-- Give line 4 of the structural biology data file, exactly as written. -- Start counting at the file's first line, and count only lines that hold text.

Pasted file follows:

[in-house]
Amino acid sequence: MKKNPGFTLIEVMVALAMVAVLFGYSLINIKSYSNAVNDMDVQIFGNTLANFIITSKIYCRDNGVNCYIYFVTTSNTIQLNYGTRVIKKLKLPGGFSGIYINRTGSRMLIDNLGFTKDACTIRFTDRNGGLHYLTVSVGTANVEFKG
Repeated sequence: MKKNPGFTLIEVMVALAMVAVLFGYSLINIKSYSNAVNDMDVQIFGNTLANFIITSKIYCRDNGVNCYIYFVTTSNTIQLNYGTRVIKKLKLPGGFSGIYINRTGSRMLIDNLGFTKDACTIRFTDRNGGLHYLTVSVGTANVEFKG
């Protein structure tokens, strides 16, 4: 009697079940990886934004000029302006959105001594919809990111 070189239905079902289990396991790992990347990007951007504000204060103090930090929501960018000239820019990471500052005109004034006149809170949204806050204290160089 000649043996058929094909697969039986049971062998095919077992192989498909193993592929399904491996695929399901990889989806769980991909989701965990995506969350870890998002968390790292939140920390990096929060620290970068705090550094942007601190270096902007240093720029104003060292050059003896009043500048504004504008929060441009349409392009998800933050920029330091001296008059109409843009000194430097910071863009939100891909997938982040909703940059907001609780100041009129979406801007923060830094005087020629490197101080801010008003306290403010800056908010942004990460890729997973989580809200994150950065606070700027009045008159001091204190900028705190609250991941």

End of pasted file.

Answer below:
């Protein structure tokens, strides 16, 4: 009697079940990886934004000029302006959105001594919809990111 070189239905079902289990396991790992990347990007951007504000204060103090930090929501960018000239820019990471500052005109004034006149809170949204806050204290160089 000649043996058929094909697969039986049971062998095919077992192989498909193993592929399904491996695929399901990889989806769980991909989701965990995506969350870890998002968390790292939140920390990096929060620290970068705090550094942007601190270096902007240093720029104003060292050059003896009043500048504004504008929060441009349409392009998800933050920029330091001296008059109409843009000194430097910071863009939100891909997938982040909703940059907001609780100041009129979406801007923060830094005087020629490197101080801010008003306290403010800056908010942004990460890729997973989580809200994150950065606070700027009045008159001091204190900028705190609250991941």